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Discussion Starter #1
Did a cam/belt swap a while back and noticed the factory cam seals were leaking, so I replaced. Now doing a head upgrade and notice oil seepage again at the lower passenger side of block, just like before when the cam seals were leaking. I used a socket that fit the seal diameter to push into the cap after cam install. Is it possible I pushed in to far to cause a seal to leak? I read in the SRTForums were someone started the seal and then let the cam gear push it in to the correct depth has the tighten the cam bolt. Any ideas would be appreciated.

thanks
tom
 

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There should be a lip on the inside to prevent the seal from going too deep. I fear letting the cam gear push the seal in only as far as the cam gear goes could lead to early failure due to the cam sprocket running against the front of the seal. This is one of those cases where wiping a thin film of silicone sealer around the outside edge of the cam seal may be needed even though they don't normally leak, there have been a few cases. Ensure there isn't any knicks or scratches on the front of the cam seal surface and that the front cap isn't loose or any dirt within the two surfaces which would prevent if from clamping down against the outside properly.
 

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Discussion Starter #3
dana44 said:
There should be a lip on the inside to prevent the seal from going too deep. I fear letting the cam gear push the seal in only as far as the cam gear goes could lead to early failure due to the cam sprocket running against the front of the seal. This is one of those cases where wiping a thin film of silicone sealer around the outside edge of the cam seal may be needed even though they don't normally leak, there have been a few cases. Ensure there isn't any knicks or scratches on the front of the cam seal surface and that the front cap isn't loose or any dirt within the two surfaces which would prevent if from clamping down against the outside properly.
Yea, I'm thinking the same thing.
 

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If this is a higher mileage engine, A groove could be worn into the cam seal journal where the seal lip rides. If minor, they can be cleaned up. If major, a speedi-sleeve can offer a fresh metal wear surface.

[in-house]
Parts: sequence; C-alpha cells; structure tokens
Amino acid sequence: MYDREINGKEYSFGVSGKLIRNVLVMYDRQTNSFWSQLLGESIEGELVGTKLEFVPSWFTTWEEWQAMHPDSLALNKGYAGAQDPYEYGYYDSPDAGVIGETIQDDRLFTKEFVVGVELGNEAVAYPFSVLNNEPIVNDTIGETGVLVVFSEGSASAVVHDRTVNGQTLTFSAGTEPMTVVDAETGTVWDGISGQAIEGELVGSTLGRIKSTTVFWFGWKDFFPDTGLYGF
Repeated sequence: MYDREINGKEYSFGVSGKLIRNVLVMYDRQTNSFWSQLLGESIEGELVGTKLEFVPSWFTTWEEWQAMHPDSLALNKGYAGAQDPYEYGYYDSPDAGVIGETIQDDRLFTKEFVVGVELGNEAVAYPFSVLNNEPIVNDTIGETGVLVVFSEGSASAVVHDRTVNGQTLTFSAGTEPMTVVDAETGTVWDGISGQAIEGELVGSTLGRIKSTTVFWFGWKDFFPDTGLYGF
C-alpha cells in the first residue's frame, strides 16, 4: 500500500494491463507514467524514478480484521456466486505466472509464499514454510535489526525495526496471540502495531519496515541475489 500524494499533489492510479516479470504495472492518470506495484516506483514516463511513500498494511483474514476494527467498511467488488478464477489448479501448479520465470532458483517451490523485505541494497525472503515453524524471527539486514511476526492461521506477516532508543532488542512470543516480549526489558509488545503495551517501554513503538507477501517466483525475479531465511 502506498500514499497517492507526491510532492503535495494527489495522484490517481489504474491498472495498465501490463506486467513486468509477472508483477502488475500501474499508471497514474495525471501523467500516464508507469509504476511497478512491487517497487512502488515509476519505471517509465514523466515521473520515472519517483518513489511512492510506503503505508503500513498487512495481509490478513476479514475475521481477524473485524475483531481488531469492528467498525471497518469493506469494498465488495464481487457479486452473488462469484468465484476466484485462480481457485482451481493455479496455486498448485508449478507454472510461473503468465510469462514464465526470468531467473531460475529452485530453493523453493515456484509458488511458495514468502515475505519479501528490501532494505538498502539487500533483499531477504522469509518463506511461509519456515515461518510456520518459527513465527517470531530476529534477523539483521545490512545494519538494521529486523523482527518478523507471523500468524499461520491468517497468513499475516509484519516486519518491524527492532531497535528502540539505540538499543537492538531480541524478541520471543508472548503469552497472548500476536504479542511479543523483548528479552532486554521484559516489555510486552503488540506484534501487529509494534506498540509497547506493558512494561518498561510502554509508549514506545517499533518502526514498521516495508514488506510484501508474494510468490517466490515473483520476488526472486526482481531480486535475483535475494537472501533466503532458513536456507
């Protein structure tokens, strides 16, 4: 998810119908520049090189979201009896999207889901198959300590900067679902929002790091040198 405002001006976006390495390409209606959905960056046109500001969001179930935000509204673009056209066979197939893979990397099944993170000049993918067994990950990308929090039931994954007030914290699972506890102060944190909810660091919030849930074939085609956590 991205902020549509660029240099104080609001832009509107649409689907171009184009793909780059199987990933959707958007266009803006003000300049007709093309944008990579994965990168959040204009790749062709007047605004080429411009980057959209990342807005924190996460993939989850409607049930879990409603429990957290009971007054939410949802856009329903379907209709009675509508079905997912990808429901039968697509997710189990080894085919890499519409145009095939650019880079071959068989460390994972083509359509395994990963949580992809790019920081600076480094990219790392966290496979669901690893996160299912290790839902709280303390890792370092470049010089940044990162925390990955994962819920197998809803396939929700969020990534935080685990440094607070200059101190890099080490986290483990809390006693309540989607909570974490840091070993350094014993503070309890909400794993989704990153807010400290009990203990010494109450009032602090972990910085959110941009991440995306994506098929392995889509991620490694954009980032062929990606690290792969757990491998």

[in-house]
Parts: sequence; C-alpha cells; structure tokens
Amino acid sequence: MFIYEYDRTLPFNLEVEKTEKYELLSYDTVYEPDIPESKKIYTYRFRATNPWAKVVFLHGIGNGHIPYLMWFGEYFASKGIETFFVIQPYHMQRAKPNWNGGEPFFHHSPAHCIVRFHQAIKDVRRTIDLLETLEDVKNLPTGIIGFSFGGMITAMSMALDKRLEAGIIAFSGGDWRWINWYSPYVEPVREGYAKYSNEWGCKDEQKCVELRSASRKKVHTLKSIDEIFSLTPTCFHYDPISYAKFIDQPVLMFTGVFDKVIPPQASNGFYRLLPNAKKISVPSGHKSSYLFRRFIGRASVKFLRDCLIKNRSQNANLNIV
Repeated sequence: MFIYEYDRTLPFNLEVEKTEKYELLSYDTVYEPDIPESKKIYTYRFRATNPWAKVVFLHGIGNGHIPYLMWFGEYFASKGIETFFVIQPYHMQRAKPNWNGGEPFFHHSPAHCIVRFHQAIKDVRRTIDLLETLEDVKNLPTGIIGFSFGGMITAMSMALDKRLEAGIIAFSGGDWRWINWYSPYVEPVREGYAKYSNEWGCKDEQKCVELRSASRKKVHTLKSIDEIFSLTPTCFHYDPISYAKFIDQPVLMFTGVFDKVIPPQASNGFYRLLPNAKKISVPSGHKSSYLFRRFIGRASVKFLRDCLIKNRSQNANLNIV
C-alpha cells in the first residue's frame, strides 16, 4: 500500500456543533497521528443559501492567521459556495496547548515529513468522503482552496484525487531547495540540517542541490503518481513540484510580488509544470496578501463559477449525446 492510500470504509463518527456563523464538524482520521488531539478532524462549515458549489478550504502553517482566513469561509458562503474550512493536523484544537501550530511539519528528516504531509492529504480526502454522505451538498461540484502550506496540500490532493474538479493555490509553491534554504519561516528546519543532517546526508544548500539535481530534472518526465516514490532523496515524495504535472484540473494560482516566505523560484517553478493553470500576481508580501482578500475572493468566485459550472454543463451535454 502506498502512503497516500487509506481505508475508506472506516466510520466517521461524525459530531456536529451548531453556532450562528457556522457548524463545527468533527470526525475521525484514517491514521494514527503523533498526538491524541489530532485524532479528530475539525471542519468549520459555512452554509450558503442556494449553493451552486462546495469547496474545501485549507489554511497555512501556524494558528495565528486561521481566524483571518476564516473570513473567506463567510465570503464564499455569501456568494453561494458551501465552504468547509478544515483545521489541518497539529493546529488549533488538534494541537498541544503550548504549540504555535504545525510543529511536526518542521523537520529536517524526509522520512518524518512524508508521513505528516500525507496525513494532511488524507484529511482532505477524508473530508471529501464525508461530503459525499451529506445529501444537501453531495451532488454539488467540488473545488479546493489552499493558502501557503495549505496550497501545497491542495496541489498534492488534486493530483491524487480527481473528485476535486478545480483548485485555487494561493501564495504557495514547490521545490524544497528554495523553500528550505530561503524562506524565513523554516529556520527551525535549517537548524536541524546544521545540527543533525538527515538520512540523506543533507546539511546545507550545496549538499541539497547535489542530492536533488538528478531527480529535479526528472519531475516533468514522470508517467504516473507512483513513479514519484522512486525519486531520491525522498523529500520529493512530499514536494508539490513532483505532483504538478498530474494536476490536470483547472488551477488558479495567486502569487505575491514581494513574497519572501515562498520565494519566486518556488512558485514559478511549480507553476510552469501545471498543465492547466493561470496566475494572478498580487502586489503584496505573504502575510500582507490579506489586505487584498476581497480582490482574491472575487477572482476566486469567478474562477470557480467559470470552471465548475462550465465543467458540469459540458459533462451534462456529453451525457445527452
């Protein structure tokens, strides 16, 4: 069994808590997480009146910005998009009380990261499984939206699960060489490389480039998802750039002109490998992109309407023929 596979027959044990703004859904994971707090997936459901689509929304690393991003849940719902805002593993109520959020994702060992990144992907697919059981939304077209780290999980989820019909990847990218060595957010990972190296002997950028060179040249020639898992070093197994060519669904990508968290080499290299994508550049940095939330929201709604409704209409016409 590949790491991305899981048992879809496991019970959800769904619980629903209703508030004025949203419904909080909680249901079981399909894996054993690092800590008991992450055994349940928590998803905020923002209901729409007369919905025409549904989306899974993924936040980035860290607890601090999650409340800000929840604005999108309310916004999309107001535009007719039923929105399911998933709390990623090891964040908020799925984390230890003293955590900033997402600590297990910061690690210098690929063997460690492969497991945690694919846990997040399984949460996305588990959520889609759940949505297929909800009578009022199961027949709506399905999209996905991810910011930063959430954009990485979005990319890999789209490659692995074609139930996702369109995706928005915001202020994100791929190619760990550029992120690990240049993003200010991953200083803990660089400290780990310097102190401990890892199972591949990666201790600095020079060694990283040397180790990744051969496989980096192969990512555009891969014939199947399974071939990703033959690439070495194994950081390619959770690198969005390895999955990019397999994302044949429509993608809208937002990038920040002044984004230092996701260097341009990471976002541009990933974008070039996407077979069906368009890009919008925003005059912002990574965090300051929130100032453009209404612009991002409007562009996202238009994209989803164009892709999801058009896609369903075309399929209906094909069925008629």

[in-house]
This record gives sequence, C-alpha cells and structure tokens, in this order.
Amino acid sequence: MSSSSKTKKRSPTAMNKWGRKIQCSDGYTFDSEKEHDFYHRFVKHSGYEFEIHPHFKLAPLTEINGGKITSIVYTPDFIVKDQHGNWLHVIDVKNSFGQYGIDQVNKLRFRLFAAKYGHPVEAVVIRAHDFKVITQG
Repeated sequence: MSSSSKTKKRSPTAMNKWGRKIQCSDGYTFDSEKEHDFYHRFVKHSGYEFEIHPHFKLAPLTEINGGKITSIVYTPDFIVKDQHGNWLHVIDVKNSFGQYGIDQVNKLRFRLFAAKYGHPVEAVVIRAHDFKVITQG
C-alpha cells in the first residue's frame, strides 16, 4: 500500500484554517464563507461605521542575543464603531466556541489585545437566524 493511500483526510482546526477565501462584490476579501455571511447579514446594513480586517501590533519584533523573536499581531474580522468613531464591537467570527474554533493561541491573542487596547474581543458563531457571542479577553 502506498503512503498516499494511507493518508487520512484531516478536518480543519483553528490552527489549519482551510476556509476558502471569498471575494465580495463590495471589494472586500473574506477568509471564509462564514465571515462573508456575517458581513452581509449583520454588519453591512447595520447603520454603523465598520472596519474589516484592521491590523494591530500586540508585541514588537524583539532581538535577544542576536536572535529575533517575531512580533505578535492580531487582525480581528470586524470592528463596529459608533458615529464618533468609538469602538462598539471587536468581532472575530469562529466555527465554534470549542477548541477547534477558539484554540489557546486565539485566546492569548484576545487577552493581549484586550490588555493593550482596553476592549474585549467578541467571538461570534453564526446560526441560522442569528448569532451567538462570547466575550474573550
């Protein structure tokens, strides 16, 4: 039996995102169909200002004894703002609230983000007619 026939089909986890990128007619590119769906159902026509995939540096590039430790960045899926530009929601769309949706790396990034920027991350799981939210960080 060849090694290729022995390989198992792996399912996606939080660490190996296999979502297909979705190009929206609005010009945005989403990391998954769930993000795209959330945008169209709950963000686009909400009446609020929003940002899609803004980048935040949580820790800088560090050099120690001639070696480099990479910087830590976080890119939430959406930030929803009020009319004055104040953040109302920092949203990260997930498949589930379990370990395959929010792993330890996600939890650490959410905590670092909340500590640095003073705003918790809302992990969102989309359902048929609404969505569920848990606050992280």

While the head is off, make sure that the oil galley plugs are secure.
A dab of RTV should be applied at the front journal cap corners where the valve cover sits.
I have never heard of pressing the seal in with the cam sprockets and can't see how this could be a recommended method.
Use a blunt cylindrical arbor to drive them in straight or find the special tool:
http://www.autotoolworld.com/product.asp?itemid=156641&gclid=CN-F_4bP3rQCFSXNOgod5HwALQ
 

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Discussion Starter #5
I'll try this tool and see what happens. Would like to get this fixed right. Cams were new and have no wear on the seal journal.

thanks
 

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Do an extremely good check for where the oil is leaking. New cams rarely leak through the seal unless it wasn't oiled when installed, or the oil hole that feeds the back side of it is partially covered or restricted in some way. After that, it has to be the outside edge, not the seal edge, that is leaking. Use some 600 grit to flat sand the bolting surfaces of the cap to ensure there isn't a burr or something. 600grit/wet/dry won't remove enough material to cause it from being too tight, it's a clamping surface, not a bearing surface.
 

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Discussion Starter #8
Got to the seals on Sunday, exhaust cam seal dry and intake cam seal wet on outside edge that seals to cam cap. Not a bad leak just slow seepage. I'll try a little RTV wiped around the seal edge on the install. I'm doing a head swap so there is a big unknown with that.
 
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